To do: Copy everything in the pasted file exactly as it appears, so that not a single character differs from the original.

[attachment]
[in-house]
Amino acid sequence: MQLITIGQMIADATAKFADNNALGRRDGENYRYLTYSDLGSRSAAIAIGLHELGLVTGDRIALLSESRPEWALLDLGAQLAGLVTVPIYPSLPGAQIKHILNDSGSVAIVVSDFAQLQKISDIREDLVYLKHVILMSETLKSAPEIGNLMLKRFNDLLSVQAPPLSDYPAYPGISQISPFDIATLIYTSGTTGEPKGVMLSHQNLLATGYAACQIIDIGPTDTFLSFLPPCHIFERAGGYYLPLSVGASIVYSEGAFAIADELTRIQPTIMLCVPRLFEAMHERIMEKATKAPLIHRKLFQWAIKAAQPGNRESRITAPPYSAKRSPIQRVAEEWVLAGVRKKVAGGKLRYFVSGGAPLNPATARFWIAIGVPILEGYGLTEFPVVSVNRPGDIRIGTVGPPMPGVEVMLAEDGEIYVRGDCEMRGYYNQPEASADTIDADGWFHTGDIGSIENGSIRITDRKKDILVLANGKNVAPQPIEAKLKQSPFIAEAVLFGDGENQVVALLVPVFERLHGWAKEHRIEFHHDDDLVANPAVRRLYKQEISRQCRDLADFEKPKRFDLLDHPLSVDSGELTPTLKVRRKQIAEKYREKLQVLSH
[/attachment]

[in-house]
Amino acid sequence: MQLITIGQMIADATAKFADNNALGRRDGENYRYLTYSDLGSRSAAIAIGLHELGLVTGDRIALLSESRPEWALLDLGAQLAGLVTVPIYPSLPGAQIKHILNDSGSVAIVVSDFAQLQKISDIREDLVYLKHVILMSETLKSAPEIGNLMLKRFNDLLSVQAPPLSDYPAYPGISQISPFDIATLIYTSGTTGEPKGVMLSHQNLLATGYAACQIIDIGPTDTFLSFLPPCHIFERAGGYYLPLSVGASIVYSEGAFAIADELTRIQPTIMLCVPRLFEAMHERIMEKATKAPLIHRKLFQWAIKAAQPGNRESRITAPPYSAKRSPIQRVAEEWVLAGVRKKVAGGKLRYFVSGGAPLNPATARFWIAIGVPILEGYGLTEFPVVSVNRPGDIRIGTVGPPMPGVEVMLAEDGEIYVRGDCEMRGYYNQPEASADTIDADGWFHTGDIGSIENGSIRITDRKKDILVLANGKNVAPQPIEAKLKQSPFIAEAVLFGDGENQVVALLVPVFERLHGWAKEHRIEFHHDDDLVANPAVRRLYKQEISRQCRDLADFEKPKRFDLLDHPLSVDSGELTPTLKVRRKQIAEKYREKLQVLSH